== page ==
What is an NFT?
NFTs (Non-Fungible Tokens) are tokens that can be used to represent ownership of unique items. They are stored on blockchains that certify these digital assets are unique and therefore not interchangeable. Things like art, music, videos, collectibles, even real estate can be tokenized.
While a fungible asset is something that can be readily interchanged, a non-fungible asset has unique properties which means it cannot be interchanged with something else. This uniqueness is why NFTs have value. These “one-of-a-kind” assets can be bought and sold like any other assets.
These tokens can be thought of as certificates of ownership for digital and physical assets.
Although the purchase of an NFT will transfer the proof of ownership to the purchaser, it does not stop people from copying or sharing the digital art. In many cases, the artist even retains the copyright of their work which means they can continue to produce and sell copies. Despite that, collectors often value the “digital bragging rights” more than the items itself and still buy NFTs. And the built-in authentication serves as proof of ownership.
Interest in NFT
Although NFTs have been around since 2014, they only began gaining popularity recently. The market for them exploded as mainstream companies and investors poured money into new DeFi trends.
While anybody can tokenize their work to sell as an NFT, the recent interest in NFTs has been fuelled by several multi-million-dollar sales. The sale of the first-ever tweet by Twitter’s founder Jack Dorsey for $2.5m and the sale of an NFT by digital artist Beeple for $69m are prime examples of the interest NFTs are garnering.
Risks of Investing in NFT
The market for NFT is booming. But that doesn’t mean they’re a safe investment. For all the benefits and hype surrounding them, NFTs come with significant risks to the investor.
The market for NFTs is relatively new and is still maturing. A lot of the NFTs that are being traded do not have an intrinsic value. Retail investors usually get caught up in the frenzy around them and don’t always look for the value. Also, the purchase of an NFT only transfers the ownership of the asset and not its copyright. This would mean that artwork, image or video can still be copied or used by anyone. This has made a lot of people sceptical of the value of NFTs.
Liquidity, the ease of exchanging an asset for cash, is a major factor when considering an asset. But unlike cryptocurrencies and stocks, NFTs are relatively illiquid. While cryptocurrencies and stock can be bought and sold easily, in the case of NFTs every seller needs to find a buyer who is willing to pay a certain price for a particular, one-of-a-kind item. That can put NFT collectors in a tough spot if they spent a huge amount on an NFT purchase and later the market begins to tank.
What most people don’t realize about NFTs is that the token (a record of ownership that lives on a blockchain) and the asset it refers to (a photo, video, or digital art) are usually distinct and are often stored separately. This becomes a problem when a party that issued NFTs goes out of business and stops hosting those digital artworks, photos or videos. The buyer could be left with a token that points to files that no longer exist.
4. Hidden fees
There are several hidden fees that a new investor or creator would be unaware of. Some of the fees are astronomically high that the fees itself can often add up to a lot more than the price of the NFT. Apart from the fee for selling and buying, sites charge a ‘gas’ fee (the charge for the energy consumed to complete the transaction) for every sale. The account conversion fees and fluctuations in the price of the cryptocurrency used should also be taken into consideration.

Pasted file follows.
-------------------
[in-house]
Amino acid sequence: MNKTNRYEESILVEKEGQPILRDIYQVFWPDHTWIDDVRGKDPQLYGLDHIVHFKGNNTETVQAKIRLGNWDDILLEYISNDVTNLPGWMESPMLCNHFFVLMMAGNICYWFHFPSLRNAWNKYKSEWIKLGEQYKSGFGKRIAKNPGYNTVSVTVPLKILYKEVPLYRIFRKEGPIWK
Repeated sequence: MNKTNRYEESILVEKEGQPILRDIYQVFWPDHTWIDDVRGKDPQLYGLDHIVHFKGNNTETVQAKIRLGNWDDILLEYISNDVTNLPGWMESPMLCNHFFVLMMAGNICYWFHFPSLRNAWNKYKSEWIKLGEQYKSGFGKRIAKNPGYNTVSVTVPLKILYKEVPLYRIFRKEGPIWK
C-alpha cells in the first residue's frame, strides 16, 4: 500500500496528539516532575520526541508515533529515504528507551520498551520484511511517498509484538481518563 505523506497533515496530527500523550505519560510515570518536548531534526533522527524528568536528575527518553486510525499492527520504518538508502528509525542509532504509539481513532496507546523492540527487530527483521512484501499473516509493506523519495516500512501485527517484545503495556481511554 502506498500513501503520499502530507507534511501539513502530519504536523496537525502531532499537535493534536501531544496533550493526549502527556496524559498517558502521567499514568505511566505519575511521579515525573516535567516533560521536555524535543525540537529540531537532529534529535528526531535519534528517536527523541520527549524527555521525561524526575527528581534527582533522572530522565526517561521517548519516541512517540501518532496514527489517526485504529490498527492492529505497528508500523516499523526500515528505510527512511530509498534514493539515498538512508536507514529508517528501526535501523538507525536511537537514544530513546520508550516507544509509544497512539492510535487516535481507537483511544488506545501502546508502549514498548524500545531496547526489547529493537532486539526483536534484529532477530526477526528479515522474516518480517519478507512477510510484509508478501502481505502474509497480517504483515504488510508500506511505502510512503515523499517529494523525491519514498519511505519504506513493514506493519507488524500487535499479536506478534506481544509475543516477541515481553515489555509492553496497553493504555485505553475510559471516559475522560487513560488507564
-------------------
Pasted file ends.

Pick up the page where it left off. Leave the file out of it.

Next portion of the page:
5. Inexperienced Investors
Today, anyone on the internet can mint an NFT out of literally anything. This has led to a flood of NFTs in the market and there are a lot of worthless NFT tokens out there. It takes a trained eye to pick the ones that are worth collecting and the ones worth investing in. New investors also find the need for upfront money/cryptocurrency as a barrier to entering into the NFT market.
The use of blockchain technology makes it impossible to forge an NFT and makes it easy to determine where it came from. But that does not mean that the NFT market is free from foul pay. Anybody can mint an NFT out of a file that does not belong to them and sell it as their own to unsuspecting buyers. Various types of fraud that are prevalent in other markets also happen in the NFT market. The practice of artificially pumping the price of an asset by opening multiple accounts and trading with themselves, known as wash trading, is historically common in NFTs.
Just like blockchain transactions, NFT transactions are anonymous and irreversible. But that causes a problem: if someone gets into your computer and steals your assets, there is no way to recover the stolen assets. And the anonymous nature of transactions means that it would be near impossible to find the culprit.
The NFT market suffers from massive volatility due to the speculative nature of NFTs right now. The market is also going through a period of price discovery and there are very few mechanisms in place to help people price the assets. The multi-million-dollar sales are just adding to the volatility of the market.
The recent surge in popularity of NFTs has introduced a lot of retail investors to the world of NFTs. But a lot of retail investors make their investment decisions based on emotion rather than sound reasoning and logic. FOMO (fear of missing out) has motivated a lot of them to keep throwing money at every investment without assessing the risks. Some critics point out that this wild market is creating a bubble and leaving the retail investors vulnerable to a market crash.